aj at erisian.com.au
Thu Jan 21 15:10:00 AEDT 2016
On Wed, Jan 20, 2016 at 10:47:38PM +1100, Tennessee Leeuwenburg wrote:
> Essentially central-server designs seem to be meeting network/mesh/p2p
> This is in some ways antithetical to FOSS principles, because whoever
> provides the services effectively controls the project.
To me this applies to most SaaS versus deploy-your-own.
SaaS means you don't have control over the software -- if gmail's spam
filter gets things wrong, you have effectively no options but to drop
gmail entirely; if slack decides to send all your conversations to the
FBI without a warrant, they're sent. Many good services let you export
your data, which would let you spin up a similar service you do control
and reimport your data, but since it's not open source similar isn't
the same, so this could be a lot of work.
The upsides of SaaS are (IMO) twofold:
- it's straightforward to charge subscriptions and make money, which
can fund further R&D, so SaaS gets more features and slicker packaging,
which pretty quickly translates to "user-friendliness" and "easy for
total newbies to set up and use" and so forth
- as centralised services, it's easier to get network effects -- you
join twitter, and immediately can participate in lots of groups that
use twitter (ditto for slack); you join github, and you can easily
browse other projects and what other people are working on
> For some reason, we have opted to remove cost and risk from the individual
> by moving the infrastructure responsibility and legal hosting onto private
> companies. Do we need LA or EFF to host a gitlab instance in place of
> github and move FOSS hosting onto a truly libre platform?
I think hosting a copy of repositories at github is a good thing; it makes
it easier for people to find the code and hack on it, and if you're only
using the git hosting part, rather than issues, pull requests or the wiki,
there's no lock-in, or even much loss if github goes down entirely.
> Should we all pay
> a tithe to an agnostic infrastructure hosting context in order to reduce
> the influence of money?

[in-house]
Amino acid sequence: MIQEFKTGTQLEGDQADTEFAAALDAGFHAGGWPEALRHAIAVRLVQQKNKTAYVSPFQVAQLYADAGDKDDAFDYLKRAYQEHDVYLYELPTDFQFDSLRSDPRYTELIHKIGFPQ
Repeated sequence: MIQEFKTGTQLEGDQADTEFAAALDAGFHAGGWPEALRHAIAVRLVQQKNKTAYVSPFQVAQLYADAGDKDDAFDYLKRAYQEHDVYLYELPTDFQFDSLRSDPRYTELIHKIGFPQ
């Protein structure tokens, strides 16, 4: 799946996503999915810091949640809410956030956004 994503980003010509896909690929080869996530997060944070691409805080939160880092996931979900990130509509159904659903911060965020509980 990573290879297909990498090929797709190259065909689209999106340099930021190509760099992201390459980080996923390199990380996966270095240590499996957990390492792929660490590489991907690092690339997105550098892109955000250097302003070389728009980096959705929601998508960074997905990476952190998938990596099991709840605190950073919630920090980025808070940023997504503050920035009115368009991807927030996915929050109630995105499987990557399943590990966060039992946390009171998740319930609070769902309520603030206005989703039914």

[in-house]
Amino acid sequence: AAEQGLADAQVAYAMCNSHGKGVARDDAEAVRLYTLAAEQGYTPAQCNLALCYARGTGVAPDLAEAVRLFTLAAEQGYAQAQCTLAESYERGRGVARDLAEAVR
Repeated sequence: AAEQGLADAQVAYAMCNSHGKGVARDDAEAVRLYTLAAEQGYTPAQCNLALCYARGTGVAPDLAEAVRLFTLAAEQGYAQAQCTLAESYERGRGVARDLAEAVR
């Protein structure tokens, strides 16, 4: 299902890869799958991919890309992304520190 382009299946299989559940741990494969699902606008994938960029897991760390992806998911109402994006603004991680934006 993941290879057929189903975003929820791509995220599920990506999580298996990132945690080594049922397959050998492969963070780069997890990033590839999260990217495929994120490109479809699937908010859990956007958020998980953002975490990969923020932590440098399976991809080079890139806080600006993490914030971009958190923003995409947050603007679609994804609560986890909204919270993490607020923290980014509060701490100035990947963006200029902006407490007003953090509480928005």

I (personally) don't think it's about reducing the influence of money.
(Others do, of course)
I think it's just about supporting the basic open source / free software
ideal that as a user, you should be the one in control of what your
software does, and as long as you're willing to actually change the
source code (or hire someone to do so), there shouldn't be anything else
limiting what you can do with the software you use.
"The freedom to run the program as you wish, for any purpose
(freedom 0)." -- http://www.gnu.org/philosophy/free-sw.en.html
"must allow modifications and derived works, and must allow them to be
distributed under the same terms" -- http://opensource.org/osd
> Or, is the ability to draw a rent from hosting
> funding innovation into gratis tools, providing a genuine commercial
> challenge to the axioms of FOSS software in providing a gratis solution to
I do think this is (more or less) the case. It's easier to make money with
SaaS (and you don't even have to worry about piracy unlike distributing
proprietary software), and it's easier to get people to spend time
working on software when you've got money to pay them. And working on
software is how you end up with software that gets stuff done. Finally,
people are trivially willing to give up "fundamental freedoms" in order
to get stuff done (especially in the short term).
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